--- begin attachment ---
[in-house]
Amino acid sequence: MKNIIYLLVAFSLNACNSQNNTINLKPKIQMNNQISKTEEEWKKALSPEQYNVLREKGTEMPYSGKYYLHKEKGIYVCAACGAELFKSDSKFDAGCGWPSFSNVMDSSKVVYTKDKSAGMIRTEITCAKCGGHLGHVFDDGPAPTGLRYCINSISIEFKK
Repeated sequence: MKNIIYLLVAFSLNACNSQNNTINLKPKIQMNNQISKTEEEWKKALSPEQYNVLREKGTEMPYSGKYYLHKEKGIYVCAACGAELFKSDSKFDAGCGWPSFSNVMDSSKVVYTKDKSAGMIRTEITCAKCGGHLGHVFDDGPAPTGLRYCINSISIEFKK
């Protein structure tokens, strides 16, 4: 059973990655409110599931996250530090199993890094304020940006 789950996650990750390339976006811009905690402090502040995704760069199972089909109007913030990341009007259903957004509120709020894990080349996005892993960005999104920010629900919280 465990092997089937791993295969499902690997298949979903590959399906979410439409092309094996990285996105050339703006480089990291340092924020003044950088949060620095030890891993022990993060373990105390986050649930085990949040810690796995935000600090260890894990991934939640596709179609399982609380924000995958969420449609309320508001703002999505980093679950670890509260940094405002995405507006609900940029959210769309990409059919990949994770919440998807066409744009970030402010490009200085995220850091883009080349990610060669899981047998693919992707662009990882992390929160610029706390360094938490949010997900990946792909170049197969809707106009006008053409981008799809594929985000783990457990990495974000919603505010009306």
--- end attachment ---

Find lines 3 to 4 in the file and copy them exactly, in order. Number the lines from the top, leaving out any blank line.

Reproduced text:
Repeated sequence: MKNIIYLLVAFSLNACNSQNNTINLKPKIQMNNQISKTEEEWKKALSPEQYNVLREKGTEMPYSGKYYLHKEKGIYVCAACGAELFKSDSKFDAGCGWPSFSNVMDSSKVVYTKDKSAGMIRTEITCAKCGGHLGHVFDDGPAPTGLRYCINSISIEFKK
């Protein structure tokens, strides 16, 4: 059973990655409110599931996250530090199993890094304020940006 789950996650990750390339976006811009905690402090502040995704760069199972089909109007913030990341009007259903957004509120709020894990080349996005892993960005999104920010629900919280 465990092997089937791993295969499902690997298949979903590959399906979410439409092309094996990285996105050339703006480089990291340092924020003044950088949060620095030890891993022990993060373990105390986050649930085990949040810690796995935000600090260890894990991934939640596709179609399982609380924000995958969420449609309320508001703002999505980093679950670890509260940094405002995405507006609900940029959210769309990409059919990949994770919440998807066409744009970030402010490009200085995220850091883009080349990610060669899981047998693919992707662009990882992390929160610029706390360094938490949010997900990946792909170049197969809707106009006008053409981008799809594929985000783990457990990495974000919603505010009306």